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Torture, Cheney, and Revenge

Our Readers Who Comment are in a nasty word war this morning about whether the harsh interrogation techniques (torture) of the Bush administration should be investigated, which many Democrats want to do.

As Dan Balz and Perry Bacon Jr. report, this comes as the White House has tried to contain the controversy over President Obama's decision to release Justice Department memos justifying those techniques.

Readers suggest that the release was an act of treason by the president or exactly the right thing to do. They suggest that former Vice President Richard B. Cheney, who has criticized Obama, is either a hero or a villain. Some clearly want revenge for 9-11 and see no problem with any action that achieves that end.

And several say, "hold on folks -- what about the economy? We have enormous problems to face that don't need the distraction of this conversation."

After our Readers Who Comment spent a long night throwing word-laden partisan mud pies at each other, two brief comments pretty well sum up the debate:

observer23 wrote, "Those who want to suppress investigations want to hide their wrongdoing. It's that simple."

And mclovin said, "This country doesn't have enough problems? Obama is essentially a centrist who's being swayed by the left."

johne37179 wrote, "Bush hating is being elevated to a new level by the Democrats on the Hill... since this is nothing but gotcha politics, it is a disservice to the country at a time when we at least need congress to take the time to read the legislation they vote on."

chrisfox8 said, "If the guilty are not punished then there will be nothing to deter future Republican presidents from indulging in sadism in the name of national security... No immunity for anyone involved, and to complete the closure we need to see Cheney and Bush themselves in the docket, and in prison."

But freepost wrote, "Congress needs to step up and invoke impeachment proceedings against Obama... for crimes of treason against the United States. President Obama swore an oath to "protect and defend the Constitution of the United States". The release of classified documents revealing interrogation techniques during war compromises the nation's ability to effectively fight the various conflicts and endangers the American public..."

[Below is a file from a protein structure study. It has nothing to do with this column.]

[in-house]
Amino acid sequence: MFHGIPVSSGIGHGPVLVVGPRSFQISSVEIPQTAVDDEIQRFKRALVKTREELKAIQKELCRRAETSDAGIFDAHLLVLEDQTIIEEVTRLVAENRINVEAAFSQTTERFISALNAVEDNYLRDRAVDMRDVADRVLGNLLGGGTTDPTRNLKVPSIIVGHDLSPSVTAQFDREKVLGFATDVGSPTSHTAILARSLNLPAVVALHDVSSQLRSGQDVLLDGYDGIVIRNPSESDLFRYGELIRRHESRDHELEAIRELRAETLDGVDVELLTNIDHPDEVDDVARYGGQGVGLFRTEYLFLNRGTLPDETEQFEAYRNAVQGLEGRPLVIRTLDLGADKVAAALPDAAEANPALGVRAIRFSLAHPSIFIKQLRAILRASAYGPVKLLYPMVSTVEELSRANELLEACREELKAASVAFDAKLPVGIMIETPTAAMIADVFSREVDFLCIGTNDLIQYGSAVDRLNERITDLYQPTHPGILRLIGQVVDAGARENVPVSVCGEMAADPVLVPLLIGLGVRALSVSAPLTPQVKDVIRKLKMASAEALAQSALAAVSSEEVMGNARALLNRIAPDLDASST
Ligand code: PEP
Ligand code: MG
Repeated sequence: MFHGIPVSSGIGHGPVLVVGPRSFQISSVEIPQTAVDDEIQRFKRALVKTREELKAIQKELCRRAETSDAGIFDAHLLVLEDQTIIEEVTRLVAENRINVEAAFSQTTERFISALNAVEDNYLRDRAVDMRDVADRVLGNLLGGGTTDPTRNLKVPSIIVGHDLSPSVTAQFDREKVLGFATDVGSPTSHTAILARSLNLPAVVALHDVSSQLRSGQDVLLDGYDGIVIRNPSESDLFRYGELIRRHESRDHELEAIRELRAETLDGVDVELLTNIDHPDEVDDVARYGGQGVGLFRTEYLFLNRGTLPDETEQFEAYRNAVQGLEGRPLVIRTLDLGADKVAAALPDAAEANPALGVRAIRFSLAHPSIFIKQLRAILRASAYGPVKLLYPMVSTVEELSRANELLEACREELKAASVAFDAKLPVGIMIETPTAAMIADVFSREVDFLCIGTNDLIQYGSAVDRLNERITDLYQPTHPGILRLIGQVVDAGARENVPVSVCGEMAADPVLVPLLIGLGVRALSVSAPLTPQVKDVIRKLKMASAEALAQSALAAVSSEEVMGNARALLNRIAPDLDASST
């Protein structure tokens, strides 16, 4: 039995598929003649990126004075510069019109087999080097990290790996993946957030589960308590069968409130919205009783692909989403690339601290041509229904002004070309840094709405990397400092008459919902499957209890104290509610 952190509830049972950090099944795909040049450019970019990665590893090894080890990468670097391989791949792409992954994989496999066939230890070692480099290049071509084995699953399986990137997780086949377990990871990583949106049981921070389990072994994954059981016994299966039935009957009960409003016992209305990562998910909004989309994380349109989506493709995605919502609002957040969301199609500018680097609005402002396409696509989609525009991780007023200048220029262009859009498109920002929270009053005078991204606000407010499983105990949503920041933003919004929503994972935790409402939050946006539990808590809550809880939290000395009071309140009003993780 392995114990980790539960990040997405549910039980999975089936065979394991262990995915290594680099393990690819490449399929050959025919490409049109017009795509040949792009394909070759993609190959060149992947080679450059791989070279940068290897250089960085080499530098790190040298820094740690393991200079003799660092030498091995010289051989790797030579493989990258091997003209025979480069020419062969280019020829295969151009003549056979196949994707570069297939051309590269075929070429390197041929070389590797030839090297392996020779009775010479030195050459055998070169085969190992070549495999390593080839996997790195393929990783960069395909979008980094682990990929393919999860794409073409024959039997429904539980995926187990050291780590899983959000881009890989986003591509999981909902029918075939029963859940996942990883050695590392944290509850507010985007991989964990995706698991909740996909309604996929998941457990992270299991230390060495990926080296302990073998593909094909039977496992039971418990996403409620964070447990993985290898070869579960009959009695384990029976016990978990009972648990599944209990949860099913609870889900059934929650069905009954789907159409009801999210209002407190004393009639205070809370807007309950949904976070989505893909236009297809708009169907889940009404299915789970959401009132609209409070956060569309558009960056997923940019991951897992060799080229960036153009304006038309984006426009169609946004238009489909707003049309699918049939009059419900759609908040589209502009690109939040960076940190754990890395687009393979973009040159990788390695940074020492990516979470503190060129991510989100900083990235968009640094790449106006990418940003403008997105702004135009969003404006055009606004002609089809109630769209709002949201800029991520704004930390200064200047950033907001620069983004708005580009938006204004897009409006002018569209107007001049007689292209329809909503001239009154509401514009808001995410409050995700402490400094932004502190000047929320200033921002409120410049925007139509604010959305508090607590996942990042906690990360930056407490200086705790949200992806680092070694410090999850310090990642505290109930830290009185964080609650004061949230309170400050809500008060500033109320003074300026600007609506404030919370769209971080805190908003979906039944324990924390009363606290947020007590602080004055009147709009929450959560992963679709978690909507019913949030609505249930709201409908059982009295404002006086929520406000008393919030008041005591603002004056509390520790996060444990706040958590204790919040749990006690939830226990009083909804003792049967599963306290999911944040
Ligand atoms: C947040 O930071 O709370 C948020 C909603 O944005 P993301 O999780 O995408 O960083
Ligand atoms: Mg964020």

Cowabunga said, "Congress has enough on it's plate already... You know, FDA protecting our food, FAA our air travel, MSHA protecting mine workers, and OMG, here's the big here people, Department of Justice enforcing our laws. Stay out of it Congress, you had your chance already and blew it."

tsapp77 wrote, "The Congress was briefed at every turn. The Dems will also be put under oath. They will wish that they had never heard of the community organizer from Chicago."

gsms69 said, "...The situation [Obama] has gotten himself into... is going to aleinate the very people who helped him get the Presidency. He is blind to the most important block of voters, the independents. He is allowing the fringe of his party to control his policy... His leadership skills now seem to be in question. This long-time Democrat is very discouraged..."

cwcrosby42 asked, "...Is there any chance this is a distraction, to take our minds of the ongoing financial debacle?... Either start reporting on important things or get a new job. We are getting tired of hearing this stuff."

OhNoMore wrote, "Bottom line is, when terrorists enter this country and infiltrate and stage themselves to destroy anything and everything they can without fear of dying themselves, all bets are off. I am glad our CIA did what was necesary to keep us free of additional attacks. I fear that the current leadership is inviting another attack on american soil. We are being sold out"

saunterer said, "Look for the right-wing wind machine to try to shift focus away from the Bush Administration's violations of the Geneva Conventions and the War Crimes Act, and onto the Obama Administration's PR decisions..."

IrishEyes2 wrote, "...I can see that a whole lot of people in this country are not going to stand for this ultra-left farce fueled by the media. I don't care WHAT they did to get information... Contrast that to our kids being beheaded on the internet! Bodies on fire leaping 50 stories from a building slammed by a JET! These ultra-lefts do not even WANT to know what was done during WWII to keep our guys safe..."

PattyMoskowitz said, "As an American, I am embarrassed and deeply offended that the Bush administration has been told they will get away with these acts... Bypassing the criminal acts of the Bush administration only sweeps them under that large rug in the Oval Office. Lumps will continue to trip those who walk over it."

bnw173 wrote, "...They will never have a serious investigation to get the big folks. Too many Dems signed off on torture. Just same old partisan political BS. Of course the electorate will never notice. It has already forgotten the bonus fiasco? Remember?"

gkiltz said,. "You don't get ahead by getting even! Let's move on, shall we? There is so much to accomplish!"

TAbramczyk wrote, "The bottom line is...we were not attacked after 9/11 under Bush. The ball is now in Obama's court. If we are attacked under his watch, it will be due to his inability to demonstrate strong leadership..."

We'll close with Oblio, who asked, "As a country, are we so weak and scared that we have to torture just so we can feel "safe"? How about doing the right thing even if it is a little scary and may make us a little less "safe"?"

All comments on this article are here.

By Doug Feaver  |  April 23, 2009; 7:31 AM ET